Metro transit chief talks about diversity in policing
The Metro Transit Police Department is Minnesota’s fourth largest jurisdiction — eight counties and 85 cities. But under Chief John Harrington, who was hired to lead it in 2012, its officers and staff are becoming more representative of the population it serves.
“We [Metro Transit] are a community police department,” explained Harrington during an interview at the MSR. But upon his return to Metro Transit, he found the community not well represented there. He had previously worked there in a part-time capacity (1985-87) while on the St. Paul police force, where he rose in the ranks to chief (2004-10).
“I came in the department, and I was the third Black guy there. When you look at who rides mass transit, I think it’s about 50 percent of those who ride transit are people of color and women. There was a disconnect in what made up the police department and who was riding.”
Metro Transit’s top cop noted that the force’s diversity has improved: The number of Blacks at Metro Transit, both full time and part time, increased over five times — from four in 2011 to 22 last year. Latinos doubled from six to 14; Asians increased from two to 11; Somalis from one to five; and Native Americans from zero to one over the four years he’s been there. The number of women has also increased — by nearly four times — during the same time period, from seven in 2011 to 24 in 2015.
The civilian staff has also seen growth in its diversity, up to 75 percent, especially “our pipeline” — the community service officers (CSOs), as well as property clerks and data entry and records personnel, said Harrington. Diversity is what he wants to be yearly evaluated on “doing my annual review,” continued the chief. “You should be looking at whether or not I am successful at this.”
He wanted to replicate the philosophy he learned during his stint across the river under former St. Paul police Chief Bill Finney and during his own time as chief as well. “I learned during my time in St. Paul a few things that had worked pretty well as we tried to push St. Paul to be more diverse.”
He found Metro Transit was “more agreeable because the department is so young,” said Harrington of the 20-year force. “Metro Transit wasn’t resistant when I [would] say I wanted to try some things. You have to be intentional in wanting diversity. It is not simply going to happen. Then, after you find it, nurturing it [is part of] the processes of bringing it into the department, and then retaining it, which is the tricky part.”
The minimum requirement to join Metro Transit is no different than most state law enforcement agencies: a two-year or four-year degree, having served in the military, being able to pass the state licensing test, background checks and psychological tests, and passing the medical exam.
“It’s really about who they are and what they have done in their life more so than X-Y-Z,” stated Harrington. “I need someone who is a great communicator, preferably someone who can communicate in multiple languages. I have found that the city kids I have hired seem to fit better than some of the rural kids that we brought in.”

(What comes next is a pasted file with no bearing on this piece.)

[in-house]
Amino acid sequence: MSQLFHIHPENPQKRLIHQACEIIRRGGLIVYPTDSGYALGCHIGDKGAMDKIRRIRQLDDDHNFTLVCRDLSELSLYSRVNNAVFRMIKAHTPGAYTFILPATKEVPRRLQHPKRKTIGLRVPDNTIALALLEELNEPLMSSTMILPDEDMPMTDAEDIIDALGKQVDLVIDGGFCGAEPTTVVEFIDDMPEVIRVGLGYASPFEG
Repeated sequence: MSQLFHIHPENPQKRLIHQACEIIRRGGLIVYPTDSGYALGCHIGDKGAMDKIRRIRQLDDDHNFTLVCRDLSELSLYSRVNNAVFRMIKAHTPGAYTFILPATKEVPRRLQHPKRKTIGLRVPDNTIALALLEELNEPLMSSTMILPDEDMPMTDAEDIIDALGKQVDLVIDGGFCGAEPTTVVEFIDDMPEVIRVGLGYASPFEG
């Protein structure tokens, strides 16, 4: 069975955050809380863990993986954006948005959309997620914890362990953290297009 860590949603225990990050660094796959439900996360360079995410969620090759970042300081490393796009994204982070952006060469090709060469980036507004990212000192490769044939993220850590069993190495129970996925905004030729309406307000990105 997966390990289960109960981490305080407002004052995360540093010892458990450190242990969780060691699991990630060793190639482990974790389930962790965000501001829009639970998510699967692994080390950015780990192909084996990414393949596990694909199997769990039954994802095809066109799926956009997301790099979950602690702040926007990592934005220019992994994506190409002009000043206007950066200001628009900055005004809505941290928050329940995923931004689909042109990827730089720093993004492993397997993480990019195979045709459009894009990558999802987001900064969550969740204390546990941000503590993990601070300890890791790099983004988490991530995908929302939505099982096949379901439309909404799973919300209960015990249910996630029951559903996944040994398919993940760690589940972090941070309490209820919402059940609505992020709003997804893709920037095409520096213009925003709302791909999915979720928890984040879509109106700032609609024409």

What also helped, in his opinion, was some tweaking in the application process. “We actually got rid of the written test,” he pointed out. “We did an informal study [and found] we were losing our diversity at the written test — if you didn’t get a 95 on that test, you weren’t going to get seen.
“[So] we made the written test pass/fail so that anybody who passes the [written] test got to the next test, which is an oral panel. I think you really get to figure out who is a good cop. The reality is cops talk to people — my cops more so than other cops.
“My cops mostly are on a train or a bus, so they are surrounded by the people they’re serving,” continued Harrington. “I’m most interested in people who can talk to people.
“We’re finding no shortage of young men and women out there that speak multiple languages that are interested in being cops. Most of those kids grew up in households where English either was the second language or third language spoken. They are more valuable in the inner-city core than some cops that don’t speak but one language.
“I’m looking at balance,” said Harrington. “Do I have a person with good character, good communication skills, and a person who’s got the heart to step in when other people would want to run? If I got those three things, I’ll train them to do the rest.”
However, Harrington said there’s still work needed in diversity at the upper ranks, listing only one female lieutenant and one Black lieutenant out of seven. “The policy stuff doesn’t happen” on the street “but at my level and a couple of levels below me. What I am working on right now is how I can increase the diversity at that top level of the department.”
Harrington said he hopes to hold community listening sessions this year. “We are anxious on having that conversation with our community: What do you need when you are riding the train? What makes a good ride for you?
“We are becoming a large department and becoming a diverse police department.”
Charles Hallman welcomes reader responses to email@example.com.